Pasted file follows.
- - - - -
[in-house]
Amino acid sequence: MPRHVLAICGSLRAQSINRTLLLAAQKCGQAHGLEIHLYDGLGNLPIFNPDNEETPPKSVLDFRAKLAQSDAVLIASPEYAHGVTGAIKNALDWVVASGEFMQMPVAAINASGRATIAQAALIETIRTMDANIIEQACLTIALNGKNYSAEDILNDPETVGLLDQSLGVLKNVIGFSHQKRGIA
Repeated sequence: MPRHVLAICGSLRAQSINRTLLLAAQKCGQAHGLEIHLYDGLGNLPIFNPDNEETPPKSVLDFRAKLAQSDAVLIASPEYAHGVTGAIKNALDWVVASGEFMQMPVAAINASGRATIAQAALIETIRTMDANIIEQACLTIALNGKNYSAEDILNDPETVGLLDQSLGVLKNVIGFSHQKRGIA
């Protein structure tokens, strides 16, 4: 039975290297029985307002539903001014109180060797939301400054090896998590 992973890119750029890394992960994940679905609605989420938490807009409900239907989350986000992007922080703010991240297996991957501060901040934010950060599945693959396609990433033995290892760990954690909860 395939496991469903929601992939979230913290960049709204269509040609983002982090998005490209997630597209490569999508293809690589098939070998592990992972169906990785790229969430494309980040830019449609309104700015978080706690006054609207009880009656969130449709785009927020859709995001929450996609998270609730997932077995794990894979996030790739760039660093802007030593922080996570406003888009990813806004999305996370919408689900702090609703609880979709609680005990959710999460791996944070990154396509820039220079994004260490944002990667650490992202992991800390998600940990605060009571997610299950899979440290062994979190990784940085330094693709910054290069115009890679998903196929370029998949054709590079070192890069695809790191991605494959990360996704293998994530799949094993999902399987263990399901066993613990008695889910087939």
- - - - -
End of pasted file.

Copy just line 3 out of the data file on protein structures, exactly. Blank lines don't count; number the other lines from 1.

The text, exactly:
Repeated sequence: MPRHVLAICGSLRAQSINRTLLLAAQKCGQAHGLEIHLYDGLGNLPIFNPDNEETPPKSVLDFRAKLAQSDAVLIASPEYAHGVTGAIKNALDWVVASGEFMQMPVAAINASGRATIAQAALIETIRTMDANIIEQACLTIALNGKNYSAEDILNDPETVGLLDQSLGVLKNVIGFSHQKRGIA